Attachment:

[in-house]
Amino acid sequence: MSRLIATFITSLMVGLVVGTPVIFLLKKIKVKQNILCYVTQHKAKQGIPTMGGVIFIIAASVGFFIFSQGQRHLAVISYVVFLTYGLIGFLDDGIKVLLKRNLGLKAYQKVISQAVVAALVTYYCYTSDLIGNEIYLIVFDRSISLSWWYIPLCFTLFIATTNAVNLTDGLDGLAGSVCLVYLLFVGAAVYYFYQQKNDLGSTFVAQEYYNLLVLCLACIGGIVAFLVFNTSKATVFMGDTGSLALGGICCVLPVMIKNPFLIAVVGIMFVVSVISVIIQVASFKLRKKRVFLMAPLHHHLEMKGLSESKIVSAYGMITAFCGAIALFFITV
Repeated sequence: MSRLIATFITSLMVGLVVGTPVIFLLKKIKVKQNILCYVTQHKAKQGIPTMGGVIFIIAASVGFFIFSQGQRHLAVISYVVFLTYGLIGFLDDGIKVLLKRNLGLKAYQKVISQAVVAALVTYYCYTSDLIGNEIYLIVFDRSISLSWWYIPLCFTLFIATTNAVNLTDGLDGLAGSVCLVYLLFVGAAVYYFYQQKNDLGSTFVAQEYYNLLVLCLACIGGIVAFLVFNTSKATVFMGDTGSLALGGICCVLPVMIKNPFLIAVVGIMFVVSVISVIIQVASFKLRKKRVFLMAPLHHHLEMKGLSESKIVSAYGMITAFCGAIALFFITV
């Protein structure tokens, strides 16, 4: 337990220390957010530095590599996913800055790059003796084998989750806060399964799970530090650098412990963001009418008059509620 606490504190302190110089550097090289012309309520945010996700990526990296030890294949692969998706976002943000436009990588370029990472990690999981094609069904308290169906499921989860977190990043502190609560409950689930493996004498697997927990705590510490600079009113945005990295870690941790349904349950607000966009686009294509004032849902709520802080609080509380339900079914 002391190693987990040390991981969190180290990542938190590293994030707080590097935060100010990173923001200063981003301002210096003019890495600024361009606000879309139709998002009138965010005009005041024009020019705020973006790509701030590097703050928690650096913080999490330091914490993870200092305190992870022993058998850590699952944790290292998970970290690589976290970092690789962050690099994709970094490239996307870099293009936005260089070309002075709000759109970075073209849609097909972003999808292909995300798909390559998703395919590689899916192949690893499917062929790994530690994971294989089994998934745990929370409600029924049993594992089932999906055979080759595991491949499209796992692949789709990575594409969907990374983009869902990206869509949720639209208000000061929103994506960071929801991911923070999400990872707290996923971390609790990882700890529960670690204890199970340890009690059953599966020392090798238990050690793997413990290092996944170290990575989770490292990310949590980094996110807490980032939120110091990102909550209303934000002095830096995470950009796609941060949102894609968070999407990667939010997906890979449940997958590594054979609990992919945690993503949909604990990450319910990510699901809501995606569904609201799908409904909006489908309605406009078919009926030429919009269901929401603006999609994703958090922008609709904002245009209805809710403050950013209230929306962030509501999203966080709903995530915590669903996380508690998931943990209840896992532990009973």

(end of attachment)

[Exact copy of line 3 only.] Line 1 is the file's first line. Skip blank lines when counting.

Repeated sequence: MSRLIATFITSLMVGLVVGTPVIFLLKKIKVKQNILCYVTQHKAKQGIPTMGGVIFIIAASVGFFIFSQGQRHLAVISYVVFLTYGLIGFLDDGIKVLLKRNLGLKAYQKVISQAVVAALVTYYCYTSDLIGNEIYLIVFDRSISLSWWYIPLCFTLFIATTNAVNLTDGLDGLAGSVCLVYLLFVGAAVYYFYQQKNDLGSTFVAQEYYNLLVLCLACIGGIVAFLVFNTSKATVFMGDTGSLALGGICCVLPVMIKNPFLIAVVGIMFVVSVISVIIQVASFKLRKKRVFLMAPLHHHLEMKGLSESKIVSAYGMITAFCGAIALFFITV